Richard Florida, author of The Rise of The Creative Class and a leading thinker on the modern city, spies in the evolution of Miami’s Design District a “tipping point back toward urban downtowns”, not just here but nationwide: “After years of neglect, decline, and abandonment, downtowns across the United States are poised to come back — and not just as redoubts for hipsters, artisanal food, indie music, and trendy boutiques, but as major shopping destinations.”
In a new article in The Atlantic Cities, Florida chronicles how downtown shopping districts gave way to suburban malls in the ’70s after shoppers had been moving out of the city for decades. Now, he says, the shopping centers — and the shoppers — are coming back to the city, and the Design District, which recently lured Bernard Arnault’s LVMH group (Louis Vuitton, Cartier, Christian Dior) from the Shops at Bal Harbour, is a bellwether of the trend.
Some might say that Miami’s success in luring high end shopping back into the inner city portends little if anything for harder-hit small and medium-sized cities that don’t have Miami’s global influx of wealthy part-time residents and tourists. But they haven’t considered just how bold LMVH’s experiment is. They are moving their shops out of one of the most affluent, if not the most affluent malls in the country, into an urban center which is essentially untested.
If cities like Cleveland, Detroit, and Newark don’t have Miami’s glitz and glamour to bank on, they too are surrounded by wealthy suburbs, which are similarly well-supplied with high-end malls. Suburban Detroit has its Somerset Collection; Newark has the Mall at Short Hills in nearby Millburn. And, like Miami, those city’s downtowns have the infrastructure and the character to support the kind of development that DACRA brought to the Design District.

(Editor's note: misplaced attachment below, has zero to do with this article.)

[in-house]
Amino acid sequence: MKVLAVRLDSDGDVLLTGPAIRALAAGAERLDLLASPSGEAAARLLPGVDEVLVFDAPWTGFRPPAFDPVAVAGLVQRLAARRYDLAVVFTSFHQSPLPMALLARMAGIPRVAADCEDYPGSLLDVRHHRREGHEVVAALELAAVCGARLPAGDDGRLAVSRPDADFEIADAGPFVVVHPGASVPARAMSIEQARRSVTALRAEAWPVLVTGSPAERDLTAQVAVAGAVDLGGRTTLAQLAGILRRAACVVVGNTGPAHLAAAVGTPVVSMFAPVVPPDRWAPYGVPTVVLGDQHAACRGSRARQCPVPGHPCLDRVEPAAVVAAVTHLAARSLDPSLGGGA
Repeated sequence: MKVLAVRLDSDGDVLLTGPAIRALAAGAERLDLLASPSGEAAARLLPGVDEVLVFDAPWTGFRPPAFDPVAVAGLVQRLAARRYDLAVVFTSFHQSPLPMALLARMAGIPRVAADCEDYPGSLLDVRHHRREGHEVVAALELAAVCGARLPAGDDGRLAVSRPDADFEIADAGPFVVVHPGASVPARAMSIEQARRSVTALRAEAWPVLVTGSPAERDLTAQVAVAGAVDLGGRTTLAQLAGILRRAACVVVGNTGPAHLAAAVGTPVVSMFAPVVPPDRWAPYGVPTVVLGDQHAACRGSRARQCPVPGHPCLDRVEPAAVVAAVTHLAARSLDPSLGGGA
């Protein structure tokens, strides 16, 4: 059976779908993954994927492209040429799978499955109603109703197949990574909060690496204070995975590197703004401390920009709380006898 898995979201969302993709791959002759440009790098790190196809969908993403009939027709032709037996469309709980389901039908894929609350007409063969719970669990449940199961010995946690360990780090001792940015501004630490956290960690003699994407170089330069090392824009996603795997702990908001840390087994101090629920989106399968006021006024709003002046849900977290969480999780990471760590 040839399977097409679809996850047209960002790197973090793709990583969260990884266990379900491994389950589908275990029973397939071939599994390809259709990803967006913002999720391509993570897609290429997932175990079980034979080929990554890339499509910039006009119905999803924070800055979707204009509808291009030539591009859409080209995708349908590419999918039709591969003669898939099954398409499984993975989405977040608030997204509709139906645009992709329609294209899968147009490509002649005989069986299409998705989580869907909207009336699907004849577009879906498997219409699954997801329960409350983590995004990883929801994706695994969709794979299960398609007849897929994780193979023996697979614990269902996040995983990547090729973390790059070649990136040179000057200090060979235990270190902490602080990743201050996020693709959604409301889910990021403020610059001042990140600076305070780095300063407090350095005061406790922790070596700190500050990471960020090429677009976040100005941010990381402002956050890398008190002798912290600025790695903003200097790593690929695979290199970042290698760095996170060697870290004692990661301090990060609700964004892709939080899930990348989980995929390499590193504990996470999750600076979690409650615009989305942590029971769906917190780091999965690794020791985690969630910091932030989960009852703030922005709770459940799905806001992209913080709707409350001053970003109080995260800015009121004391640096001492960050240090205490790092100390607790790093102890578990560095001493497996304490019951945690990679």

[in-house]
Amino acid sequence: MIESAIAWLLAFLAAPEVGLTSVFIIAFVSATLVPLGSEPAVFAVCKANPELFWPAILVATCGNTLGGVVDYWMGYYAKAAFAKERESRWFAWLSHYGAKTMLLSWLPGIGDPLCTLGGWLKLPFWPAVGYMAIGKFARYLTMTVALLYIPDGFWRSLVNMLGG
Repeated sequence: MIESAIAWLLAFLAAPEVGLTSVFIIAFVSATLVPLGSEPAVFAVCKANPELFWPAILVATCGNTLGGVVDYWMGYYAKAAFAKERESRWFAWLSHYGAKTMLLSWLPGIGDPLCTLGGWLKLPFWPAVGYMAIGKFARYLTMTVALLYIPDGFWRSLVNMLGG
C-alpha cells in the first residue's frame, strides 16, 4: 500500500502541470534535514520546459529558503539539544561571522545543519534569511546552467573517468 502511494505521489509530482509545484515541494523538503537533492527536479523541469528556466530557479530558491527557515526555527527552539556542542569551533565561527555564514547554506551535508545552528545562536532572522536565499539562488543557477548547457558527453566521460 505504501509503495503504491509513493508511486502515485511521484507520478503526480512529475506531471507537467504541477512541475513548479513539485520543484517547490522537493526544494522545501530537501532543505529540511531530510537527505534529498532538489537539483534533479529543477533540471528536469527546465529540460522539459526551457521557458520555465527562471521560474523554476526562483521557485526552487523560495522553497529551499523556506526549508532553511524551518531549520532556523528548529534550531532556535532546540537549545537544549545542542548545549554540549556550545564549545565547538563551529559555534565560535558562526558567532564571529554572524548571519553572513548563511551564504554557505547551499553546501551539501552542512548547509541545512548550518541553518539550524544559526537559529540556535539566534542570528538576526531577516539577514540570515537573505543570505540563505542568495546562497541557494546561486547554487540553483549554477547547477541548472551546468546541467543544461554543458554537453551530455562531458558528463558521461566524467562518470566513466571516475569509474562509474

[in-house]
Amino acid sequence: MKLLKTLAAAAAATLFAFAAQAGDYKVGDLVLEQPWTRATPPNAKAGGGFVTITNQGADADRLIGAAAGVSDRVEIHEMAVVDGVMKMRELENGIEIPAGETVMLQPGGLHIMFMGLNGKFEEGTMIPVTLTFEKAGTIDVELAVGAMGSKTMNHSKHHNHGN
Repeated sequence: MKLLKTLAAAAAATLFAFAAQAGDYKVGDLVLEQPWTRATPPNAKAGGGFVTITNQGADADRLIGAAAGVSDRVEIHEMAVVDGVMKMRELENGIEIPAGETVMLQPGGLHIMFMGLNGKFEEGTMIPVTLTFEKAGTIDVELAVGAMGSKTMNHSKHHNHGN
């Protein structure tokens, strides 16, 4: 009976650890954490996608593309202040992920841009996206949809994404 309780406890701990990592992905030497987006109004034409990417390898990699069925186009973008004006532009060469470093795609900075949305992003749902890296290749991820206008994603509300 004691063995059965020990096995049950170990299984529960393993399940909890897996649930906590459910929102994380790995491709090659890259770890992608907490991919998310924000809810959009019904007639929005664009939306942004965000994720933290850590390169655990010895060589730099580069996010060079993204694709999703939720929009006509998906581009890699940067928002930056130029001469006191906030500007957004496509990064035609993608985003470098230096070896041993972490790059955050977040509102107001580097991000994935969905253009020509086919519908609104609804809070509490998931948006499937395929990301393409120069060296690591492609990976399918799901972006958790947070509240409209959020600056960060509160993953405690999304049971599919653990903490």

Now, some people don’t see the Design District’s development into a decentralized version of the Shops at Bal Harbour as an unadulterated boon, despite the fact that, as Florida points out in the story, it was recently a crime-ridden, “somnolent district that almost no one but professional designers ever went to.” I’m actually quoted in the story expressing my wish that the Design District had a book store and a few more good/affordable restaurants to accompany the mostly upscale establishments there. “… in a zoomed-out picture, the Design District would seem to work as hipstery Wynwood’s sophisticated cousin. But I still lament that a place whose scale and architecture I find so alluring offers me little to do other than occasionally splurge on a meal at Michael’s or Sra. Martinez.”
That said, I share Florida’s enthusiasm about the general trend of people moving from the suburbs back into the city, a shift that could have huge, positive implications for a sprawled-out metro like Miami. “From where I sit,” Florida says, “what’s happening in Miami is something of a bellwether, an unmistakable sign that the economic and commercial center of gravity is shifting away from the suburbs and back to the urban core. We are at a similar inflection point today to the one we experienced in the 1970s, when retail abruptly decamped to the suburbs. Only this time, the impetus is the other way around.”
To read the full article, visit theatlanticcities.com.